How often should I exercise to lose weight?
Studies suggest that it takes 80 minutes of moderate exercise or 35 minutes of vigorous exercise per day to support weight maintenance (Loveman, 2011). The Physical Activity Guidelines for Americans recommends that a workout routine for adults include at least 150–300 minutes per week of moderate-intensity physical activity (e.g., brisk walking) or 75–150 minutes per week of vigorous-intensity physical activity (e.g., running) (HHS, 2018). Try to incorporate strength or resistance training exercises of the major muscle groups (upper body, lower body, core, etc.) into your workout routine at least two days per week.
The best exercise is the one that you enjoy and want to keep doing. With or without weight loss, being physically active is one of the best things you can do for your health. Exercising can lower your risk for hypertension, stroke, cancer, depression, diabetes, and even lengthen your life (McKinney, 2016). With your healthcare provider, family, and friends involved, you can be well on your way to a healthier lifestyle that works for you.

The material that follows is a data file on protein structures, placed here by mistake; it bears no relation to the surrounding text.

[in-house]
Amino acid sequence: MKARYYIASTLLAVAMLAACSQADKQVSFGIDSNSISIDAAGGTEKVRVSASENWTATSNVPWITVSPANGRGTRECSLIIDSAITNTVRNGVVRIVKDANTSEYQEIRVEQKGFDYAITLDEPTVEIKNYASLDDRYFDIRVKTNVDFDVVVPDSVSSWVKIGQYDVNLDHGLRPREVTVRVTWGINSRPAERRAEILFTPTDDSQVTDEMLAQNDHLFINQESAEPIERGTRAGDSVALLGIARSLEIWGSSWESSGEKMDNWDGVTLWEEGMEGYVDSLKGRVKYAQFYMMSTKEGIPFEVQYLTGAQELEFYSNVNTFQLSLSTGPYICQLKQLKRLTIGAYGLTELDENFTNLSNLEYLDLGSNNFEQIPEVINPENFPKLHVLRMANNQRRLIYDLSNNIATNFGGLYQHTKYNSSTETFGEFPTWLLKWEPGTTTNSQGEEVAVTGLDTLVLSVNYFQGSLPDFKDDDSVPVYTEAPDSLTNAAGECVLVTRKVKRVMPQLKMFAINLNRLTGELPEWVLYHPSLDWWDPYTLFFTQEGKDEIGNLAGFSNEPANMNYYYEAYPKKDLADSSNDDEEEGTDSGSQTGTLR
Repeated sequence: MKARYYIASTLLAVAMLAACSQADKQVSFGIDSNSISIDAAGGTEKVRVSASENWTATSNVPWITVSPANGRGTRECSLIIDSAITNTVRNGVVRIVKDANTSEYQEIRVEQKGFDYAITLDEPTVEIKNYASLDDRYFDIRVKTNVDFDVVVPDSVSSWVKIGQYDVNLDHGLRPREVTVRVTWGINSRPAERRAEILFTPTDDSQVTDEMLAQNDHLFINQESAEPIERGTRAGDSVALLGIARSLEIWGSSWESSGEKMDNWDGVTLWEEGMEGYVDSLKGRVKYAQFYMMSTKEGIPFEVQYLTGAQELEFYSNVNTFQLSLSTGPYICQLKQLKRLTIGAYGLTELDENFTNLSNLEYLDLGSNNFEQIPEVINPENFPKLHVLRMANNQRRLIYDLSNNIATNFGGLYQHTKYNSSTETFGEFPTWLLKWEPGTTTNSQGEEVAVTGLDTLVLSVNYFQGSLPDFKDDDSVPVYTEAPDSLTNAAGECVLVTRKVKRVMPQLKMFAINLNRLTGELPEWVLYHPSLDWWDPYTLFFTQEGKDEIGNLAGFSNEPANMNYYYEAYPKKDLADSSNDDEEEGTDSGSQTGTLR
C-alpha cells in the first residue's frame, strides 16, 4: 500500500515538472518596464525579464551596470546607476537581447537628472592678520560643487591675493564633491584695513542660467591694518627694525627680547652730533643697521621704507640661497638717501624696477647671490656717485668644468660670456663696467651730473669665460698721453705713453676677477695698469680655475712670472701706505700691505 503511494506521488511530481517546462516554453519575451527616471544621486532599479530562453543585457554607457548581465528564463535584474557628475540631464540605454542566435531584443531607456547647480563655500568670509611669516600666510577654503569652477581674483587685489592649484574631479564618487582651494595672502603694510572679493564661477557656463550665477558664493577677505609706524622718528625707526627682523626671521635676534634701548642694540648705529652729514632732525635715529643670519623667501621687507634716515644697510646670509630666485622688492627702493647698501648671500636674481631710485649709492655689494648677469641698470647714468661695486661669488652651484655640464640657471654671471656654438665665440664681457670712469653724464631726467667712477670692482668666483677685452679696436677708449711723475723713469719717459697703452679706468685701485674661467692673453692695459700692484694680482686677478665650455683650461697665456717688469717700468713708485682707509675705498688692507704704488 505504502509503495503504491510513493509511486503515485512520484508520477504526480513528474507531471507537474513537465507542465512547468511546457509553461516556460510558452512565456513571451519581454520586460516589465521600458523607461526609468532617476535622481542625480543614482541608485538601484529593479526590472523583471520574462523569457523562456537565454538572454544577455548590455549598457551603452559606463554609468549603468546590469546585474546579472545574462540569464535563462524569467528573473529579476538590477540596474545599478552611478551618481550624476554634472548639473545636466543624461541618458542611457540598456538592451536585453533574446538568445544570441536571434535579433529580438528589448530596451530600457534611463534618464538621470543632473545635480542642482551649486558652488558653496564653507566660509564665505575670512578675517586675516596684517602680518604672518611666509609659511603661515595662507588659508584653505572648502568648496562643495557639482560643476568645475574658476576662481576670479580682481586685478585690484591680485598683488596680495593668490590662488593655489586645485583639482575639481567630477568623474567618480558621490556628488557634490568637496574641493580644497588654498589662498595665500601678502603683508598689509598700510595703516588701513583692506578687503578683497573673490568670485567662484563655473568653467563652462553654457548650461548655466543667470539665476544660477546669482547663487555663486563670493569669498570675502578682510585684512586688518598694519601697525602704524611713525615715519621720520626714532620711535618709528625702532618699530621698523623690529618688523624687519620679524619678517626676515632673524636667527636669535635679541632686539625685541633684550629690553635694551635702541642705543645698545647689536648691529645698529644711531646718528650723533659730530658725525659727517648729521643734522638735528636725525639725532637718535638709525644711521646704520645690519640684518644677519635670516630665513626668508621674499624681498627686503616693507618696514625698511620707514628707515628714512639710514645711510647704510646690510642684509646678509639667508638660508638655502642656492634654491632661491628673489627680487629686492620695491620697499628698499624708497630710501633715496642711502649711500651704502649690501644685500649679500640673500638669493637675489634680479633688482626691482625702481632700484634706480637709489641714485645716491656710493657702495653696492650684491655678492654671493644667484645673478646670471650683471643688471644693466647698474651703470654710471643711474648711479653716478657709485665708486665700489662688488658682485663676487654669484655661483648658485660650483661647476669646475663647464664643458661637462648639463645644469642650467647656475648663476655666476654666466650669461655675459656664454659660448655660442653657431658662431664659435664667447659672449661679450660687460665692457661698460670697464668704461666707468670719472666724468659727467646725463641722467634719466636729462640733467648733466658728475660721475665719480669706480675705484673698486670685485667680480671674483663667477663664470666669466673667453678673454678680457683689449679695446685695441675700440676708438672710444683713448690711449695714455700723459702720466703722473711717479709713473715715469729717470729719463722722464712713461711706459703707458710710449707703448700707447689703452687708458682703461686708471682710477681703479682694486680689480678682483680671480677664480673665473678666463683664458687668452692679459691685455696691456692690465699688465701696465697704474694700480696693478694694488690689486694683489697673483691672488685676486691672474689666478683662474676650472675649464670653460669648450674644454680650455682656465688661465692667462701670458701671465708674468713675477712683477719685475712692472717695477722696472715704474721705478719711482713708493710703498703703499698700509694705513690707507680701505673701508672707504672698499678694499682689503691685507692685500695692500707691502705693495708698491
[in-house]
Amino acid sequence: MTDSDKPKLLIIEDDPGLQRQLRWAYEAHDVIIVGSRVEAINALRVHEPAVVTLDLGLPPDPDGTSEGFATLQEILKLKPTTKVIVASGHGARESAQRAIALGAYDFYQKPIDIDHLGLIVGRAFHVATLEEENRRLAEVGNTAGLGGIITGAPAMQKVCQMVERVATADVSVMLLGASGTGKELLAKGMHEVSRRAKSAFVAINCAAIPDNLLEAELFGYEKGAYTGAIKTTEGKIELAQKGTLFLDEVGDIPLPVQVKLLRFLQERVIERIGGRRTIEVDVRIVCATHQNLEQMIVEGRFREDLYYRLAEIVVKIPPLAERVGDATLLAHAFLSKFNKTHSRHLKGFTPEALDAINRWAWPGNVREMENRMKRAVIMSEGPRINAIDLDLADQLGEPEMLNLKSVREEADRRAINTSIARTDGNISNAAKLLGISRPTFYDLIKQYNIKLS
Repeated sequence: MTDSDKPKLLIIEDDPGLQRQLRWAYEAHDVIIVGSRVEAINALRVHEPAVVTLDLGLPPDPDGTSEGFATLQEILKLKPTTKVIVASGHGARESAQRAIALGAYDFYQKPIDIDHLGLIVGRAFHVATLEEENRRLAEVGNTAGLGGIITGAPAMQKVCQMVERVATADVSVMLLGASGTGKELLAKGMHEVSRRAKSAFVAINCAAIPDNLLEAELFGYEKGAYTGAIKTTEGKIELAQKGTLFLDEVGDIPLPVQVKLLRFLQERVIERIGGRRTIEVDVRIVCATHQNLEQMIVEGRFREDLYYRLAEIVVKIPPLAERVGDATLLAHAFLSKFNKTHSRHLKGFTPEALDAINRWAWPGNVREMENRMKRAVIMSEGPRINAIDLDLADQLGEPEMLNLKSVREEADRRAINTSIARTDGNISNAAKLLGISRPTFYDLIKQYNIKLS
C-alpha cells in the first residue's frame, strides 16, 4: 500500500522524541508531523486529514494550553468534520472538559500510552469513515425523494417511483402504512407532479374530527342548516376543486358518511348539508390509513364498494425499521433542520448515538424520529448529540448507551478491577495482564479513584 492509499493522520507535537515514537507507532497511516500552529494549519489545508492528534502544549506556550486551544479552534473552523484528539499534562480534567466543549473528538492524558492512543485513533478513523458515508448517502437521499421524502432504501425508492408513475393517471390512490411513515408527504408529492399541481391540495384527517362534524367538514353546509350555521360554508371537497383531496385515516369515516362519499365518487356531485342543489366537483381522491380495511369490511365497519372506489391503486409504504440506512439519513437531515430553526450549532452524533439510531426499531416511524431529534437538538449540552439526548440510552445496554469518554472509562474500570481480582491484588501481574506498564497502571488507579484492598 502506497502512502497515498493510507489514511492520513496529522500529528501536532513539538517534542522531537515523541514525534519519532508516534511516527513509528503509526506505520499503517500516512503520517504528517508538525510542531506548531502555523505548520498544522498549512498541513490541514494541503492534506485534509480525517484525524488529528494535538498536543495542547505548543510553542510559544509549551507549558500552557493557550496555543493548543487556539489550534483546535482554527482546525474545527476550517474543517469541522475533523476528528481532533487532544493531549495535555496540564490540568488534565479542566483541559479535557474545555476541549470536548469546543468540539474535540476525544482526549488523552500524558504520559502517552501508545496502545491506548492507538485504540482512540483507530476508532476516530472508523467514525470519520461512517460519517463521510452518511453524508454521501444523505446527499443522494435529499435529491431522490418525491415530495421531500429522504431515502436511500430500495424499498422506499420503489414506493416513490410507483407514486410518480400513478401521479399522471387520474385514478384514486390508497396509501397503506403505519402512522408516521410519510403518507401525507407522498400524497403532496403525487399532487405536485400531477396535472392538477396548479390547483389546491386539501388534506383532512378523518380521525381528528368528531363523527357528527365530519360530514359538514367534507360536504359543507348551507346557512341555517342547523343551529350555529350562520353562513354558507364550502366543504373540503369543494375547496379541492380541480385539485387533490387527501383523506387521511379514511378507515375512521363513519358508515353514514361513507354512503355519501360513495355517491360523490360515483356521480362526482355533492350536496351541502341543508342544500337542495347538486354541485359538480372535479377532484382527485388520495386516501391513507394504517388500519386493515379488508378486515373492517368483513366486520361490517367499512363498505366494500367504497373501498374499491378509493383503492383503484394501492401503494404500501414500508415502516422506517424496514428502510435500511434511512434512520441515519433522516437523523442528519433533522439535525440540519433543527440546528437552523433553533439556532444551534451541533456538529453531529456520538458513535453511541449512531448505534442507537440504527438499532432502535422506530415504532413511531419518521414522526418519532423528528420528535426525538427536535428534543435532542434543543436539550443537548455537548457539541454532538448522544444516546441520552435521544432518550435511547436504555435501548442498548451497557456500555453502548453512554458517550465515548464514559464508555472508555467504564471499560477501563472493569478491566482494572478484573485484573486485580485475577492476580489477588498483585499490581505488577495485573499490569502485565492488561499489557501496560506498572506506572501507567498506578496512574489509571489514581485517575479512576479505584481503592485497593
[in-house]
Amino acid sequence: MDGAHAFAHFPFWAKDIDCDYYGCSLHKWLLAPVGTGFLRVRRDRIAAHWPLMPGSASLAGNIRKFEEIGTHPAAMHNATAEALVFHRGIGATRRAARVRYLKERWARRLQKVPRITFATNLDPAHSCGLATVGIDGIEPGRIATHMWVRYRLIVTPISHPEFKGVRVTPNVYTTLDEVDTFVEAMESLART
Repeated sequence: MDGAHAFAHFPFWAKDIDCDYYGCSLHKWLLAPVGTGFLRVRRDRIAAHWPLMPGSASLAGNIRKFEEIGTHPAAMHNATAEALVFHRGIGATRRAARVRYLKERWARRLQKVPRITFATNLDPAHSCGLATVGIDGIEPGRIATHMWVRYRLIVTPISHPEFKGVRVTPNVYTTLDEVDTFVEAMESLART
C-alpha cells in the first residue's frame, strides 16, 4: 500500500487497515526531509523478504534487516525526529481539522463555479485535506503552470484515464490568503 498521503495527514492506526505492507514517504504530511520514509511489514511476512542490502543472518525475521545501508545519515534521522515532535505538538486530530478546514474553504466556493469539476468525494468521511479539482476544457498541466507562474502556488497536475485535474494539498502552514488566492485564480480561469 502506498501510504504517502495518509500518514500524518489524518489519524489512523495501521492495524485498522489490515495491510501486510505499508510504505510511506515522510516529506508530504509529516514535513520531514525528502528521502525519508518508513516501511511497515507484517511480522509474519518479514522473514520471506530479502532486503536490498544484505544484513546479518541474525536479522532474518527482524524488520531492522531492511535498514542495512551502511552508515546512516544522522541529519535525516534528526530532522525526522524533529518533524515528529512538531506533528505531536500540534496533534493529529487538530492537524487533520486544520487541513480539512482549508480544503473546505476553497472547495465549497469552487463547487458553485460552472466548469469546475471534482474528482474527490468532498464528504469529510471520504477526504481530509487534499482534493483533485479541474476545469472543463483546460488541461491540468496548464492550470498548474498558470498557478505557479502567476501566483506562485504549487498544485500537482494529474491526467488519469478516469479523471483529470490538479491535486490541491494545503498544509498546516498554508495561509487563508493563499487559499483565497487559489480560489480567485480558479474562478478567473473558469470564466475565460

If you have any medical questions or concerns, please talk to your healthcare provider. The articles on Health Guide are underpinned by peer-reviewed research and information drawn from medical societies and governmental agencies. However, they are not a substitute for professional medical advice, diagnosis, or treatment.